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Publication numberUS7615275 B2
Publication typeGrant
Application numberUS 11/640,070
Publication dateNov 10, 2009
Filing dateDec 14, 2006
Priority dateDec 23, 2005
Fee statusPaid
Also published asDE102005000208A1, EP1801317A2, EP1801317A3, US20070148394
Publication number11640070, 640070, US 7615275 B2, US 7615275B2, US-B2-7615275, US7615275 B2, US7615275B2
InventorsChristian Foerg, Herbert Muenzenberger, Heiri Nuesch
Original AssigneeHilti Aktiengesellschaft
Export CitationBiBTeX, EndNote, RefMan
External Links: USPTO, USPTO Assignment, Espacenet
Flat material for leadthroughs
US 7615275 B2
Abstract
A flat material (10) for forming leadthroughs and including a first layer 911) formed of strip-shaped plates (14) adjoining each other along their narrow sides and separated from each other by a slot (15), a second layer (13) formed of an elastic material, and an intermediate layer (12) located between the first layer (11) and the second layer (13).
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Claims(6)
1. A flat material (10) for forming leadthroughs, comprising:
a first layer (11) formed of strip-shaped plates (14) arranged adjacent to each other along elongate narrow sides thereof, extending parallel to each other in a direction transverse to a longitudinal direction (L) and over an entire width of the flat material and separated from each other by a slot (15) a width of which is reduced upon bending of the flat material;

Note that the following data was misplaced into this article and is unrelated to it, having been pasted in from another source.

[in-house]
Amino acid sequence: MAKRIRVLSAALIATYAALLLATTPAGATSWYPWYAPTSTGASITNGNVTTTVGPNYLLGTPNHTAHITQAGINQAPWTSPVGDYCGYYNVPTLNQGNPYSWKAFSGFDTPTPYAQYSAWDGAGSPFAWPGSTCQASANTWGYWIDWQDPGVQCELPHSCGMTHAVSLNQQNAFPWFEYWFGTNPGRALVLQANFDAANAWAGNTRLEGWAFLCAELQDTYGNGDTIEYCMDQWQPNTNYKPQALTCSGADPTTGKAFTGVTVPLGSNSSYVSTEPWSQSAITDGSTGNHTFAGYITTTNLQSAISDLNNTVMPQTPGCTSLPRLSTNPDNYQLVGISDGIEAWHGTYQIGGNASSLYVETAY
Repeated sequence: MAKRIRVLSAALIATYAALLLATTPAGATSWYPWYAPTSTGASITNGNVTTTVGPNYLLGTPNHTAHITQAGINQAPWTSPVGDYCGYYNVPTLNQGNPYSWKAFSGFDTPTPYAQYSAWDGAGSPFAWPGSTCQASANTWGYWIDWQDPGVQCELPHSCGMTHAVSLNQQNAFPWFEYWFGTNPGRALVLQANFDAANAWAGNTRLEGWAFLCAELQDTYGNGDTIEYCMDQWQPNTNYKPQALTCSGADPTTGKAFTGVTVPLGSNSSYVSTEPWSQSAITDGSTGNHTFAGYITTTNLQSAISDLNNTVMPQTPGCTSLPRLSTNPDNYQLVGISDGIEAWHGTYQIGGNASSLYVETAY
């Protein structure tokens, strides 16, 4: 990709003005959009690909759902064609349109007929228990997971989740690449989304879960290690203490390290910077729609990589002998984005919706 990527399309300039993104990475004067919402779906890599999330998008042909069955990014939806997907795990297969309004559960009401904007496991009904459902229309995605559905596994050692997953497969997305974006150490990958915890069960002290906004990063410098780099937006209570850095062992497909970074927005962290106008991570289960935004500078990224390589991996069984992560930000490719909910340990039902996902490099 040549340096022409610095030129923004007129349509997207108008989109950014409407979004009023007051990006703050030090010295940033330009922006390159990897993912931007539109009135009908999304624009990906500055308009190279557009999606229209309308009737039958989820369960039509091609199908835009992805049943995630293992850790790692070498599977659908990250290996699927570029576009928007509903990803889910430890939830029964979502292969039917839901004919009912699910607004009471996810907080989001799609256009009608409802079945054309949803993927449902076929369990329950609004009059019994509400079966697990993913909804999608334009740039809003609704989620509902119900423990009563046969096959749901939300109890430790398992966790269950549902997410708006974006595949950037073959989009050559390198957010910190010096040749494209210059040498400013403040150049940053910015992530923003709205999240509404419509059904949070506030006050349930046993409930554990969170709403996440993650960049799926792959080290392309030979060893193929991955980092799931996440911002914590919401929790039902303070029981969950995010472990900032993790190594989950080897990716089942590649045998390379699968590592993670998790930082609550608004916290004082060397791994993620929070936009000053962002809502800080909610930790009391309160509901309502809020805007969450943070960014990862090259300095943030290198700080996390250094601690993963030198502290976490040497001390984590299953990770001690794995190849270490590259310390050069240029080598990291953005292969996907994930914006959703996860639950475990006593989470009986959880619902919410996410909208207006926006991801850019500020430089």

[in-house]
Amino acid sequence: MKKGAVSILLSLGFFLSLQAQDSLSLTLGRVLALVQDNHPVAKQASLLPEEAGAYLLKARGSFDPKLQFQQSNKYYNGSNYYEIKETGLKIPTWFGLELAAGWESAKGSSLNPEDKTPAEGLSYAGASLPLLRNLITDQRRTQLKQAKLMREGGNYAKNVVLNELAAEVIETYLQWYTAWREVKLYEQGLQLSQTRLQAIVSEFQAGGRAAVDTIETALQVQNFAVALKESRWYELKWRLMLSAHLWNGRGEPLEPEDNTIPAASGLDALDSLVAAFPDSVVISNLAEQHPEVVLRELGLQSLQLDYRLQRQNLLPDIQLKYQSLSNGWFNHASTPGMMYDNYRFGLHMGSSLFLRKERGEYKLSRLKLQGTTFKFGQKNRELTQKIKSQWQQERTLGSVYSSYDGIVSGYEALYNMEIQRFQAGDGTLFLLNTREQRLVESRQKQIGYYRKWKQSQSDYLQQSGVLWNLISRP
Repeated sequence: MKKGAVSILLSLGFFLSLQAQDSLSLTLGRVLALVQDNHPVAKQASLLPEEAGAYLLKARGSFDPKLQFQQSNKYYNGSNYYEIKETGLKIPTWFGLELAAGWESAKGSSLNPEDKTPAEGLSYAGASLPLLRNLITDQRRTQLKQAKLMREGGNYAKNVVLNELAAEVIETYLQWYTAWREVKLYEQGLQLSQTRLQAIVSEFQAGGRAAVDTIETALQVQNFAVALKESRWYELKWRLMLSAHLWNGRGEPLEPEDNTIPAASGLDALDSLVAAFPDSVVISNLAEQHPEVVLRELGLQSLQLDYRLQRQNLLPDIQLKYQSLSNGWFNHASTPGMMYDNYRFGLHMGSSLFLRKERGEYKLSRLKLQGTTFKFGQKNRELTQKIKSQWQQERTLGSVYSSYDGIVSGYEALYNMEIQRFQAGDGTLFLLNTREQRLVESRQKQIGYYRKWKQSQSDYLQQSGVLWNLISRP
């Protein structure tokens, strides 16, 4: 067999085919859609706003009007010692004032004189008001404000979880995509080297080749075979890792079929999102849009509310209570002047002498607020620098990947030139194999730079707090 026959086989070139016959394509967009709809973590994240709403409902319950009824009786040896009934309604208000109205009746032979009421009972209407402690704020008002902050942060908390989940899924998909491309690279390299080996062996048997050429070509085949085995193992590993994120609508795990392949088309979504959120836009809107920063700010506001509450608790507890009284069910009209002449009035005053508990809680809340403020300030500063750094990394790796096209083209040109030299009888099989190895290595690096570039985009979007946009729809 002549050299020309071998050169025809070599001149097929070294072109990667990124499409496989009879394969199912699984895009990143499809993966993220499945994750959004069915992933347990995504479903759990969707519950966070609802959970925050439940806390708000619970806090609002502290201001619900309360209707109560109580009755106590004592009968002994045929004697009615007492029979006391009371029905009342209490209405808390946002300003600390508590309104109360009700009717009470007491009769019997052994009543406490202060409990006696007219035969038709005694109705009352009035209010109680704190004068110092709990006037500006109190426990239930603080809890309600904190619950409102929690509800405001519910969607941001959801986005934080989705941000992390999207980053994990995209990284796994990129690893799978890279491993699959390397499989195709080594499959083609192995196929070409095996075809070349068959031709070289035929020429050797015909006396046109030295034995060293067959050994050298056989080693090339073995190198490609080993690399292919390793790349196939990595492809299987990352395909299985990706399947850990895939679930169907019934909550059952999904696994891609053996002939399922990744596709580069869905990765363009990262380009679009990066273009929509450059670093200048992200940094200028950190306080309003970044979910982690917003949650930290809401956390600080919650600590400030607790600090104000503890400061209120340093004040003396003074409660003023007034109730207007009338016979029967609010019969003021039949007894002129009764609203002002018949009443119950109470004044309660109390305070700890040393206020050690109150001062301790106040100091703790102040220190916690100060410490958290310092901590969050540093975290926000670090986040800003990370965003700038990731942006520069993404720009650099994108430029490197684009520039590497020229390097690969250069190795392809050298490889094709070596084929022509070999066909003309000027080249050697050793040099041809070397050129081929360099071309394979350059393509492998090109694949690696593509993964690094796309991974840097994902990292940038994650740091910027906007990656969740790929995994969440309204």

a second layer (13) formed of an elastic material; and
an intermediate layer (12) located between the first layer (11) and the second layer (13),
wherein the intermediate layer (12) is formed of a stretchable material having a maximum yield limit of about 10%.
2. A flat material according to claim 1, wherein the stretchable material is a fabric.
3. A flat material according to claim 1, wherein the stretchable material is a glass fiber fabric.
4. A flat material (10) for forming leadthroughs, comprising:
a first layer (11) formed of strip-shaped plates (14) arranged adjacent to each other along elongate narrow sides thereof, extending parallel to each other in a direction transverse to a longitudinal direction (L) and over an entire width of the flat material and separated from each other by a slot (15) a width of which is reduced upon bending of the flat material;
a second layer (13) formed of an elastic material; and
an intermediate layer (12) located between the first layer (11) and the second layer (13),
wherein the elastic material of the second layer (13) is an intumescent coating material.
5. A flat material (10) for forming leadthroughs, comprising: